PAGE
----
Do I need to apologize to France for putting meat in their shining star of all vegetarian dishes?
Maybe, but I’m not gonna. Ratatouille is basically the ultimate summer stew, making great use of all that summer veg that is ripe, wonderful and ubiquitous during the summer time. And, if you manage to watch your use of olive oil, it’s extremely good for you. Yes, even if you put a little sausage in it. (But maybe not if you also top it with cheese. Cheese you say? Yes, I topped the leftovers with really really melty Fontina cheese making this so very not vegan or vegetarian and at the point you add cheese it resembles this classic French dish less and less, but it was damn good.)
At any rate, ratatouille is the kind of weekend meal that keeps giving because generally it makes a lot, and if you go to all the trouble it should make a lot. You can use the leftovers in a number of ways: mixed with pasta, put in the bottom of a muffin tin and topped with an egg for breakfast, spread on toast for a little tartine or even just frozen for later use. Of course, we don’t really know very many leftovers at our house so we didn’t actually have enough left over to do any of these things with, but I digress.
The trick to this recipe, and what makes it such a long process, is that the veggies pretty much need to be sautéed individually. As you’re cooking, be careful not to burn the bottom of the pan. A nice brown coating will start to develop, and if it looks like it’s starting to burn deglaze it with a little water. The nice part about the constant flow of setting aside the cooked veg and adding new ones is that if you do burn the bottom of the pan accidentally, you can deglaze it after the veggies have been removed (but before adding the new ones) and throw the burned part away entirely. Trust me. I speak from experience.
Once everything is put back in the pot to simmer, you can kind of decide how far you want it to go. If you like the veggies to be a little bigger and more, um, separate (for lack of a better word), then only simmer it for about a half hour. If you want the veggies to break down into a silkier stew then let it go longer. I was a smidge worried that the sausage would kind of ruin that smooth texture, but actually I think the fat from the sausage added to it.
- 1/2lb sausage (Italian or anything mild flavored)
- 2 Large eggplant (chopped into bite sized pieces)
- 2 onions (diced)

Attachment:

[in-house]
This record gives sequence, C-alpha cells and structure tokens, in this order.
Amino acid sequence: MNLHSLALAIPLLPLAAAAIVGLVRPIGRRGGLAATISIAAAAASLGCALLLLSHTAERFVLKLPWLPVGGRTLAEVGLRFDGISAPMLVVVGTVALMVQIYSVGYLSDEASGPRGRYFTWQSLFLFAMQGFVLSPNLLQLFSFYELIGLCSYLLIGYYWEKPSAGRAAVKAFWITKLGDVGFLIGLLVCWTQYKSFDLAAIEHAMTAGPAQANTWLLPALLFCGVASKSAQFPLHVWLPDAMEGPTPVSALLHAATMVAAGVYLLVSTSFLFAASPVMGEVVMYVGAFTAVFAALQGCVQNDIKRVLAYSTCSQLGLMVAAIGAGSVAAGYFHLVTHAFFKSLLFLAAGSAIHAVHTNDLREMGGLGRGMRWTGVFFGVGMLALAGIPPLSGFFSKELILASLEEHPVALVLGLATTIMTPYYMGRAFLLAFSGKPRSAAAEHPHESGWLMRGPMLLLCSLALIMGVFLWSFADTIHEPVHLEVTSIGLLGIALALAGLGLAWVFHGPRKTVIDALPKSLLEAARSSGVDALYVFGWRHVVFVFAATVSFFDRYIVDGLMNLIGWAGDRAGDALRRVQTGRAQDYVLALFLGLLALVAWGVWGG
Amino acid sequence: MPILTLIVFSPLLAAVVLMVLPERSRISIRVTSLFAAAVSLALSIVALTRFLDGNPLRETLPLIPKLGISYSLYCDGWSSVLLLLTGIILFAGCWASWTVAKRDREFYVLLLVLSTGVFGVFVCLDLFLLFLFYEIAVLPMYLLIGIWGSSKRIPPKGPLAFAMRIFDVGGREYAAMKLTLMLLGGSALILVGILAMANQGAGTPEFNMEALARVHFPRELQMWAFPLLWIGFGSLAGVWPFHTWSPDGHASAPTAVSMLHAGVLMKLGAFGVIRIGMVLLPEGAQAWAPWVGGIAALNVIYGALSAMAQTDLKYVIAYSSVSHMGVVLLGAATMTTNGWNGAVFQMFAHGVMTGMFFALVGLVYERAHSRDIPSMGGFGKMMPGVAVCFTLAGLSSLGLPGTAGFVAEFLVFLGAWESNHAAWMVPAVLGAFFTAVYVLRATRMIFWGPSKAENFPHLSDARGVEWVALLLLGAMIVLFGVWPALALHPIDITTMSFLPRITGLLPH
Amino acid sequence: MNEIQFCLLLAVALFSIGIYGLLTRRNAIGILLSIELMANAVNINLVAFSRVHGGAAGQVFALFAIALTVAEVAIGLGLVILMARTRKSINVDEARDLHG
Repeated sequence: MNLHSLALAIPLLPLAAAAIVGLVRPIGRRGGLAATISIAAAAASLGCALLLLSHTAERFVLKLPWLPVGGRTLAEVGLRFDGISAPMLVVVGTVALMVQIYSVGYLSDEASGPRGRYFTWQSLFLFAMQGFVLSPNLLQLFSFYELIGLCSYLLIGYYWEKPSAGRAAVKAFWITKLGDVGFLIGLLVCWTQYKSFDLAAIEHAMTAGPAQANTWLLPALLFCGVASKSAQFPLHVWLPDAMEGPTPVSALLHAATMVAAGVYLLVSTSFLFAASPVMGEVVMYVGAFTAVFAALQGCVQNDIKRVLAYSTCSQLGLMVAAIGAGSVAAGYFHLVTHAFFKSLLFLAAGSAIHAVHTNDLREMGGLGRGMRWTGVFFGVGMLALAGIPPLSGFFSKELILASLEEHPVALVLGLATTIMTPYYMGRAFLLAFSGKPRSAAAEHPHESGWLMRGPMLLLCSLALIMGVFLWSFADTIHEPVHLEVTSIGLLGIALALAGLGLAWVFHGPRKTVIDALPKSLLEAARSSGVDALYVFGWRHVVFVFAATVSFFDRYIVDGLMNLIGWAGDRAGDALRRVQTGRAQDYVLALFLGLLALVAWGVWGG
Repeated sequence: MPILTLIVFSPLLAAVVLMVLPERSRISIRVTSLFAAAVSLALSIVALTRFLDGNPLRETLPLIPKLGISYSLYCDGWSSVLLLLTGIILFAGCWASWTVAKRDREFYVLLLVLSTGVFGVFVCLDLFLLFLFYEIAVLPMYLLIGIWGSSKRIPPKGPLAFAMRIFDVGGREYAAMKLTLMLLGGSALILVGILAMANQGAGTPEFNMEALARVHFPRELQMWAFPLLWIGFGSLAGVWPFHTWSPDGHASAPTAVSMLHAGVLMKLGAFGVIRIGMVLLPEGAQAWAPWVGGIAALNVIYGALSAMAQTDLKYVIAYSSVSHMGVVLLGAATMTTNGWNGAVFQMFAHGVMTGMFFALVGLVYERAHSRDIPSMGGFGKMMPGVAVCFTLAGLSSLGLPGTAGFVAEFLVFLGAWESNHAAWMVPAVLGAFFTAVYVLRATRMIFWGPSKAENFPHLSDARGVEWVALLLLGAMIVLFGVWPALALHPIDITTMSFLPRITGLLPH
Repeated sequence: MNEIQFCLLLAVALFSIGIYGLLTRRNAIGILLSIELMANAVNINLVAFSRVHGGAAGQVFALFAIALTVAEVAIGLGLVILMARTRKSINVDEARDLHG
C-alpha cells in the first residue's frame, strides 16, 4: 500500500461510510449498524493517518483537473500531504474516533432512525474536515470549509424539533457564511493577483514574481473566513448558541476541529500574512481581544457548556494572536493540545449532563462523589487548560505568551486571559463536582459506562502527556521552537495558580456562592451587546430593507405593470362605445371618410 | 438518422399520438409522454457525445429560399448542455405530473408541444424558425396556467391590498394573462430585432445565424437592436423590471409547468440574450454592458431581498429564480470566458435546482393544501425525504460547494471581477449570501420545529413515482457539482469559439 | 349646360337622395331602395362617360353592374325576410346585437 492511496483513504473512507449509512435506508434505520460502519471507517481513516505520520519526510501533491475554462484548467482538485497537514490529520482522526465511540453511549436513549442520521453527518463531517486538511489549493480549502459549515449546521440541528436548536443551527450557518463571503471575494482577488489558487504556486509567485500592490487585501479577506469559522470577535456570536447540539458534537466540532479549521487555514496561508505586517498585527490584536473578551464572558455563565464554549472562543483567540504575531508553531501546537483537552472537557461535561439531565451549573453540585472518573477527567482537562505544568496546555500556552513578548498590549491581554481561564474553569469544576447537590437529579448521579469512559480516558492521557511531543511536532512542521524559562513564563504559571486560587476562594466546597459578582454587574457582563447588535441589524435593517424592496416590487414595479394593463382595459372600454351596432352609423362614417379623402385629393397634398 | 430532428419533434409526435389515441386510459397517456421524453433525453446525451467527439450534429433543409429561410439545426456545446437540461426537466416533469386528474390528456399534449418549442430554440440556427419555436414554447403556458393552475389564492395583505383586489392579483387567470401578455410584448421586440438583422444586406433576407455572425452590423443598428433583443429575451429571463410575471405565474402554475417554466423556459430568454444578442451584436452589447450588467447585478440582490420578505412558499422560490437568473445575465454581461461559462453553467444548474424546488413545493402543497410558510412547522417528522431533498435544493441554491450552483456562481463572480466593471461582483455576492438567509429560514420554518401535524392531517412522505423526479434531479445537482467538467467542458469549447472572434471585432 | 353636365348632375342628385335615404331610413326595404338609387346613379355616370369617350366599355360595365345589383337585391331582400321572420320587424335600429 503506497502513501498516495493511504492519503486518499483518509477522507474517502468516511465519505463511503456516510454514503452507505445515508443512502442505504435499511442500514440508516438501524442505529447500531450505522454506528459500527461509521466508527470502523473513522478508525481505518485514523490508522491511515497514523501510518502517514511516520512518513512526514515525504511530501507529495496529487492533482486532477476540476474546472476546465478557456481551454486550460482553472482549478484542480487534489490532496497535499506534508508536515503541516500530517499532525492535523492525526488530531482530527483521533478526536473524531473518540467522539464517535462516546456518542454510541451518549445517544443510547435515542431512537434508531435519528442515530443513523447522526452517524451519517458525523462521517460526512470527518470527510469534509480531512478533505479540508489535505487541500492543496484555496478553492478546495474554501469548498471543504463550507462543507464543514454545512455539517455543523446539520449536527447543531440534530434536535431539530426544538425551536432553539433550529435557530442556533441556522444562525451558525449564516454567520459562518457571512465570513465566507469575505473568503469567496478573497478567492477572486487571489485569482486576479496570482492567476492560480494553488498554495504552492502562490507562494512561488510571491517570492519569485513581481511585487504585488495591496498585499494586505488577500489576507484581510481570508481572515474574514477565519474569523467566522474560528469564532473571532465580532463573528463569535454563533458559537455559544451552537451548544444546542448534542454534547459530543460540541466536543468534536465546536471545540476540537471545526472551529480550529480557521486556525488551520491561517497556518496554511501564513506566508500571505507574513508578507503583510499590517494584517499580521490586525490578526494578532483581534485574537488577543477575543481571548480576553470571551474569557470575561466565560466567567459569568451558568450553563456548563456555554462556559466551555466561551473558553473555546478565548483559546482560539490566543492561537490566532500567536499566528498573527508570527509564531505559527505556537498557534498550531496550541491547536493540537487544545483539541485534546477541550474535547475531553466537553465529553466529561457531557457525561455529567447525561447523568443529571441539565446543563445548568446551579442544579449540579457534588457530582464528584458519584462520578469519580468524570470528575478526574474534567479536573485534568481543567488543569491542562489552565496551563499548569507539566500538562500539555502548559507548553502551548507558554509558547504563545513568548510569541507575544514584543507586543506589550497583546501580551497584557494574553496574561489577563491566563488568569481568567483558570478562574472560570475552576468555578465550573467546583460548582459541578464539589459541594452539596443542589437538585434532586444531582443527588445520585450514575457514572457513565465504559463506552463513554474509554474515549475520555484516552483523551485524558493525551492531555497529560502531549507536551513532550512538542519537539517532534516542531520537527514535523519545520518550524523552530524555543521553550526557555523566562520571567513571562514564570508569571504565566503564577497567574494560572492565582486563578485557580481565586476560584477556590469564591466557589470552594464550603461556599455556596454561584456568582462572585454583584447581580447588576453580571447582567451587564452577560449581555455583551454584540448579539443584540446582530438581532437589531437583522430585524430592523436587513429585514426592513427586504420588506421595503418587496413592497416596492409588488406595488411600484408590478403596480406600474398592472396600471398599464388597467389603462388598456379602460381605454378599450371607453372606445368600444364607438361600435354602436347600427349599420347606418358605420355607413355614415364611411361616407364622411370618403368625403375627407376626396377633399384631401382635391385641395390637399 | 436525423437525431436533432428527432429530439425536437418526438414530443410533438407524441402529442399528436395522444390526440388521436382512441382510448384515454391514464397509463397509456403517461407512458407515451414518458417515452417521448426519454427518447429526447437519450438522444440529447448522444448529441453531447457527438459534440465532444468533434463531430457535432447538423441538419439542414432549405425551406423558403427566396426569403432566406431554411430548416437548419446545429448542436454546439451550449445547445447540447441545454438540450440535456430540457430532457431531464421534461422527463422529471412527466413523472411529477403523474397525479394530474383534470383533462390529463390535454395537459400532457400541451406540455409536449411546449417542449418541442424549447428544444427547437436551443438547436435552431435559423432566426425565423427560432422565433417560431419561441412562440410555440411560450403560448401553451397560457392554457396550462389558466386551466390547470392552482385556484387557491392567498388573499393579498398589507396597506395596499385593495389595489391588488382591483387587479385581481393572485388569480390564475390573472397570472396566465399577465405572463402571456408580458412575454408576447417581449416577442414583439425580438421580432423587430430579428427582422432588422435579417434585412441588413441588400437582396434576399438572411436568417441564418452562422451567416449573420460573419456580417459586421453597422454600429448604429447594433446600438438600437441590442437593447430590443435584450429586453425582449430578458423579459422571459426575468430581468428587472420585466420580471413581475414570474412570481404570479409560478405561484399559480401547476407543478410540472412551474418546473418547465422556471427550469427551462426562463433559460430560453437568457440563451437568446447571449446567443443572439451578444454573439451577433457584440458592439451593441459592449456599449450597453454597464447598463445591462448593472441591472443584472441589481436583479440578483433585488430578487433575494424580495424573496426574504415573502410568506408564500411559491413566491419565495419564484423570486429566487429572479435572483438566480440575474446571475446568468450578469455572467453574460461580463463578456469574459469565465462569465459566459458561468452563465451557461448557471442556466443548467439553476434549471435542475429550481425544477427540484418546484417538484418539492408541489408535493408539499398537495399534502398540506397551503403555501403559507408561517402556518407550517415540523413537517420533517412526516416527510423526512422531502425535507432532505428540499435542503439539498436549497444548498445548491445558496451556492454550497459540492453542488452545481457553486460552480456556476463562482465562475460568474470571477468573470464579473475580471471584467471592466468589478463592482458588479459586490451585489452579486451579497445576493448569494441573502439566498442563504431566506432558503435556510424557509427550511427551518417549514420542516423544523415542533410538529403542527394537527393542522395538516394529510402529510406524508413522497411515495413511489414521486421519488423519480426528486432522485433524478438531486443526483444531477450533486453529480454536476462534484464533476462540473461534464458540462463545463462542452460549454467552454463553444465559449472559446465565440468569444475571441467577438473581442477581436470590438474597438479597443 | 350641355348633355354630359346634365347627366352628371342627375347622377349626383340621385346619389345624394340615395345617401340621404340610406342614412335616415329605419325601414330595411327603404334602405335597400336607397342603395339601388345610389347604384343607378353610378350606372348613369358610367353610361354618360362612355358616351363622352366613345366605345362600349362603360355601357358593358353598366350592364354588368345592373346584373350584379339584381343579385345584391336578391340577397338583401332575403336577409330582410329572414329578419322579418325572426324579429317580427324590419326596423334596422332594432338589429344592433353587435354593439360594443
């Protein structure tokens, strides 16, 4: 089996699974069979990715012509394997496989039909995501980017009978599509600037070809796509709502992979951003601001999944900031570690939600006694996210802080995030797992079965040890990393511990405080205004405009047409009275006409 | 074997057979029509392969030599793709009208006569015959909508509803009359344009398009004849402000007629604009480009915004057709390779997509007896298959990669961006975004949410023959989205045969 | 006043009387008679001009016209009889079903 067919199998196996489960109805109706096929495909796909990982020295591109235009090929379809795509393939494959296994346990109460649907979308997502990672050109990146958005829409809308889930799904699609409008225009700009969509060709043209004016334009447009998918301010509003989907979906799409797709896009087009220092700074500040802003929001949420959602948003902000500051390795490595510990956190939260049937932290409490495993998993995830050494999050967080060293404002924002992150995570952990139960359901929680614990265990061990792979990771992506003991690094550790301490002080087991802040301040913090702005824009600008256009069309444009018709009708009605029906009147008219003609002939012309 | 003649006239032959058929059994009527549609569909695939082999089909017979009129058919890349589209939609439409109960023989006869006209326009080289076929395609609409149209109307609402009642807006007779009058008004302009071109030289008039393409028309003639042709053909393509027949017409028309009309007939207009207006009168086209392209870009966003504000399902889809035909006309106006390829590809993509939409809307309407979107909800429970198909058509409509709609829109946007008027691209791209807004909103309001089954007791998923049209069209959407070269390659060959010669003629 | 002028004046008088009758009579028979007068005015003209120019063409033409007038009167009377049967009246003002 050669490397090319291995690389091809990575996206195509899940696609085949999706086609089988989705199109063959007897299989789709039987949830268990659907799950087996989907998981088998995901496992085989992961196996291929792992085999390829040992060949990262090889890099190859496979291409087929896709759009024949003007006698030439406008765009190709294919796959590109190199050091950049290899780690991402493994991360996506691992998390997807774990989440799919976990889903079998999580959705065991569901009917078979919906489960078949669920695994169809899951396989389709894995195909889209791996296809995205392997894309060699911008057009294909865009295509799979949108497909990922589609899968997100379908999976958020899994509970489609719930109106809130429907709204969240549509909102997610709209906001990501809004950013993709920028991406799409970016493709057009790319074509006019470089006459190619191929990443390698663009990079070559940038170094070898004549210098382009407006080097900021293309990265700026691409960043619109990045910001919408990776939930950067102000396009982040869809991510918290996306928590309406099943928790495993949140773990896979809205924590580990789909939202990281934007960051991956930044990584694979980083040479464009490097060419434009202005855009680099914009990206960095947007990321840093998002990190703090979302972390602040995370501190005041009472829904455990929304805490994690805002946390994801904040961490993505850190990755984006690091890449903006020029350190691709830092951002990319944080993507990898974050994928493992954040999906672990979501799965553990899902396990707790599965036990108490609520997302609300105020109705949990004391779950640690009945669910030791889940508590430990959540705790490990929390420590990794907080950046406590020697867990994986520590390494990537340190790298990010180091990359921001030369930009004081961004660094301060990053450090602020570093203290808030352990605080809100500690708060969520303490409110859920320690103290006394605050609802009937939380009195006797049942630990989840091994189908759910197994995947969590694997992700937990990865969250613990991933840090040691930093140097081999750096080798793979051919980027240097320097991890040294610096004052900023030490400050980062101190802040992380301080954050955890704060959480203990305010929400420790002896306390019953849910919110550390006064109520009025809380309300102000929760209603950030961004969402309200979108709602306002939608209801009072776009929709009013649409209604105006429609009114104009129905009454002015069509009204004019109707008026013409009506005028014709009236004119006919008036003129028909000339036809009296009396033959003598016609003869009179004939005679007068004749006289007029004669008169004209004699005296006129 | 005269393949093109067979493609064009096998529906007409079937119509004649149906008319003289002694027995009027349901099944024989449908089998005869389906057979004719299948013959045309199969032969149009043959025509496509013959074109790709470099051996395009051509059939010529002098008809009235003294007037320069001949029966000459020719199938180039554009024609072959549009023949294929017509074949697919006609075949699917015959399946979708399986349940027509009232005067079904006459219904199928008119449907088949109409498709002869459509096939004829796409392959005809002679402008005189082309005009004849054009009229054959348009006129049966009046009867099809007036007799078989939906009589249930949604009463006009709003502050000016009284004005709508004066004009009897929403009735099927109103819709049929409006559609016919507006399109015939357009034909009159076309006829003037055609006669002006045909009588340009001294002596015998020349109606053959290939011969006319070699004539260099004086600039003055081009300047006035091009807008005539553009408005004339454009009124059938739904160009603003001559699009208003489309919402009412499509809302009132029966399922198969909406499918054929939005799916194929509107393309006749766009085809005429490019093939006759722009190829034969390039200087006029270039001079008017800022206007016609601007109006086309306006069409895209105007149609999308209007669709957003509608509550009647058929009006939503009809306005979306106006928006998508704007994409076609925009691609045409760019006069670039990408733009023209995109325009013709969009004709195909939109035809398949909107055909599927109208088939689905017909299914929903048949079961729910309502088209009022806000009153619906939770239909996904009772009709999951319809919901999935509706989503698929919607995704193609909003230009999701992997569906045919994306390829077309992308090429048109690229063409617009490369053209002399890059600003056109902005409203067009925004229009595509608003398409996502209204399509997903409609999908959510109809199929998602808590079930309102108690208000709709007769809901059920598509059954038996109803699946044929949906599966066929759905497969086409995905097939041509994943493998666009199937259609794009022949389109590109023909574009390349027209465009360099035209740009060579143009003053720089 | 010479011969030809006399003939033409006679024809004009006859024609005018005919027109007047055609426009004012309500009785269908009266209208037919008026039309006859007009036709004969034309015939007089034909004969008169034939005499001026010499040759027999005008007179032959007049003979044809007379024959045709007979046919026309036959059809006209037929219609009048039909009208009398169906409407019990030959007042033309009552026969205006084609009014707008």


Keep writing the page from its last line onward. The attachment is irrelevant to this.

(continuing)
- 2 Large red bell peppers (chopped into bite sized pieces)
- 6 cloves garlic (minced)
- 3 zucchini (or about 1 1/2 pounds of other squash, chopped into bite sized pieces)
- 3 Large tomatoes (chopped into bite sized pieces)
- 3 sprigs fresh time (plucked)
- 3 sprigs fresh marjoram (plucked, plus more for garnish)
- 2-3 tablespoons olive oil (as needed for bottom of pan)
- fresh basil (snipped, for garnish)
|Sprinkle the diced eggplant with salt, put in a colander and let it sit over a bowl or the sink for about 20 minutes. Heat a large pot or large dutch oven over medium heat. Add the sausage (casings removed) and cook until the fat has rendered out, breaking apart as it cooks so the pieces are very small and loose. Remove with a slotted spoon or spatula to a large bowl. Add the onions with a heavy pinch of salt and pepper and cook until translucent and starting to caramelize, about 10-15 minutes. If the bottom starts to burn add a little water to deglaze and/or cover. Then add the red bell peppers and cook until soft, then add the garlic and cook until fragrant. Remove everything to the bowl with the sausage. If there is a coating on the bottom, deglaze the pan again and pour over the large bowl.|
|Add about 2 teaspoons olive oil to the bottom of the pan. Add the squash with a pinch of salt and cook until tender, about 10 minutes. Meanwhile, rinse the eggplant and press down with you hands into the colander to squeeze out as much water as possible. When the squash is finished, remove to the large bowl with the other cooked ingredients. Add another 2 teaspoons or so of olive oil and add the eggplant. Cook until lightly browned and reduced in size, about 10 minutes. Remove to the large bowl with the other cooked ingredients. Add another 2 teaspoons of olive oil to the bottom of the pot and add the tomatoes. As the juice from the tomatoes deglazes the pan be sure to scrape up the lovely brown bits. Add the herbs, some more salt and pepper, and once the tomatoes have cooked down a little bit (about 5-ish minutes) add the large bowl of the other cooked ingredients, give everything a big stir to incorporate it, and let it simmer for 30-90 minutes. Serve with crusty bread and fresh snipped herbs.|
Non game substitution: You can use any sausage, just make sure you’re using sausage that is pretty mildly flavored and keep in mind the flavorings of the stew. Currywurst would totally screw this up.
Vegetarian substitution: Yeah, just leave the meat out. Obvi.